It puzzled me that they felt so much freer to discuss feelings than men born just a decade earlier. Could it be because they were shaped by the ’60s, rather than the ’50s? Growing up, they protested what we accepted, challenged authority we obeyed, celebrated their individuality while we hoped to be one of the men in a gray flannel suit. They were the “me” generation, defined by Woodstock and rock ‘n’ roll, while my generation found comfort in Eisenhower’s paternal leadership and listening to soothing ballads like George Shearing’s “I’ll Remember April” and Margaret Whiting’s “Moonlight in Vermont.” Separated by a sliver of time, the two decades seem an eternity apart.

As I seek to reinvent myself, questioning what I do out of habit and what I’m not doing that could be liberating, it’s the voices of these younger men that I hear as I run on the treadmill today. That and the voice of Frank Sinatra from the ’50s, crooning a line from “September Song” that captures what I’ve been feeling: “But the days grow short when you reach September.” It’s realizing that I’ve reached November that presses me forward, ignoring the treadmill’s display, hoping I can lead a deeper and fuller life before I run out of time.

Robert W. Goldfarb is a management consultant and author of “What’s Stopping Me From Getting Ahead?”

Downward Facing Dog and High Heels

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Tao Porchon-Lynch teaches a yoga class in Scarsdale, N.Y. “I haven’t finished learning,” says Ms. Porchon-Lynch, who is 97. “My students are my teachers.”

Tao Porchon-Lynch teaches a yoga class in Scarsdale, N.Y. “I haven’t finished learning,” says Ms. Porchon-Lynch, who is 97. “My students are my teachers.”Credit Gregg Vigliotti for The New York Times

Tao Porchon-Lynch, 97, breezed into her regular Wednesday evening yoga class in a brightly colored outfit: stretch pants, sleeveless top, flowing scarf and three-inch heels.

She put down a mat, folded her long, limber legs into a lotus position, and began teaching her zillionth session. Softly, she guided the 15 or so students through stretching and strengthening moves, and meditative breathing.

The group, at the JCC of Mid-Westchester in Scarsdale, ranged from rank beginners to 20-year veterans of Ms. Porchon-Lynch’s classes, which she has been teaching for decades. She walked the room, adjusting poses, as her students shifted from dog to cobra to camel.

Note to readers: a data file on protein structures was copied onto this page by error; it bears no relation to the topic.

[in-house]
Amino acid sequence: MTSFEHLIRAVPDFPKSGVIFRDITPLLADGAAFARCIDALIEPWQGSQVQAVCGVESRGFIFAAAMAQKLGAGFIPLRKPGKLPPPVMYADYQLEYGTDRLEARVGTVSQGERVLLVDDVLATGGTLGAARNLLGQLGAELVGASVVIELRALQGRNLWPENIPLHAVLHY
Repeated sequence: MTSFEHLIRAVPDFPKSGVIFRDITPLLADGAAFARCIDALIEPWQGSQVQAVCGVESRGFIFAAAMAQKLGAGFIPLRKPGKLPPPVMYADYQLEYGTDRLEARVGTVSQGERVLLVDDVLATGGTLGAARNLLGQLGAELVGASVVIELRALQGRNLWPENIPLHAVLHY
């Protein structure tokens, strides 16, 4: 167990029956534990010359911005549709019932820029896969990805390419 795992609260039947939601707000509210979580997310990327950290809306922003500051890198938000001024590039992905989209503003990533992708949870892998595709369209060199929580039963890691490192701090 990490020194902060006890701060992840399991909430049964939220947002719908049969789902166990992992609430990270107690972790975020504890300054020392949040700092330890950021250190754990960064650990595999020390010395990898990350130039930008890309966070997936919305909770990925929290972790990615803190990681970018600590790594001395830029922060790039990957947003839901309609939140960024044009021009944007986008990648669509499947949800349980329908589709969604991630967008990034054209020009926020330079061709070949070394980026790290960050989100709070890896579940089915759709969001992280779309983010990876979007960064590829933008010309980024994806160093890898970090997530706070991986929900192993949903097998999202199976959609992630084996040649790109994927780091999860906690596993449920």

Ms. Porchon-Lynch herself moved through the poses with no apparent effort. At one point, she suspended herself above the floor, supported by her arms.

“Feel your whole body singing out, and hold,” she instructed.

“The ladder of life will take you to your inner self,” said Ms. Porchon-Lynch, who said that before the class, she had knocked out two hours of ballroom dancing.

“I did the bolero, tango, mambo, samba, cha-cha and, of course, swing dancing,” she said.

After the class, she slipped back into her heels — modest height, by Tao standards. Six-inch stilettos are more her speed because the lift helps the flow of energy from the inner feet up through the body, she said.

Back at her apartment in White Plains, she pointed to a photo of herself being dipped dramatically by a dance partner in a competition.

“He was 70 years younger than me,” she crowed. When Ms. Porchon-Lynch was in her 80s she began competitive ballroom dancing and competing widely, even appearing on “America’s Got Talent.”

“I’m very silly. I haven’t grown up yet,” she said. Then she sat and described her “I was there” life story, a march through history that rivaled a Hollywood film.

She said she was raised by an uncle and aunt in Pondicherry, India, after her mother died giving birth to her on a ship in the English Channel in 1918 toward the end of World War I.

At age 8, she began practicing yoga when few women did, and she traveled widely as a child with her uncle, a rail line designer.

Her father, she said, came from a French family that owned vineyards in the South of France, and she moved there as World War II approached. She and an aunt hid refugees from the Nazis as part of the French Resistance.

In London, she entertained troops as a cabaret dancer, and after the war she began modeling and acting in Paris, she said.

She spoke of English lessons with Noël Coward, and hobnobbing with the likes of Marlene Dietrich and Ernest Hemingway.

She said she had acted in Indian films and around 1950 was signed by Metro-Goldwyn-Mayer and had bit roles in big films such as “Show Boat” and “The Last Time I Saw Paris.”

She had stories about marching with Mohandas K. Gandhi and, years later, with the Rev. Dr. Martin Luther King Jr. and attending demonstrations with Charles de Gaulle.

Ms. Porchon-Lynch said she had studied yoga over the years with prominent teachers such as Sri Aurobindo, Indra Devi and B. K. S. Iyengar and taught yoga to many actors in Hollywood.

Even after three hip replacement surgeries, she still drives her Smart car daily and travels widely to teach yoga.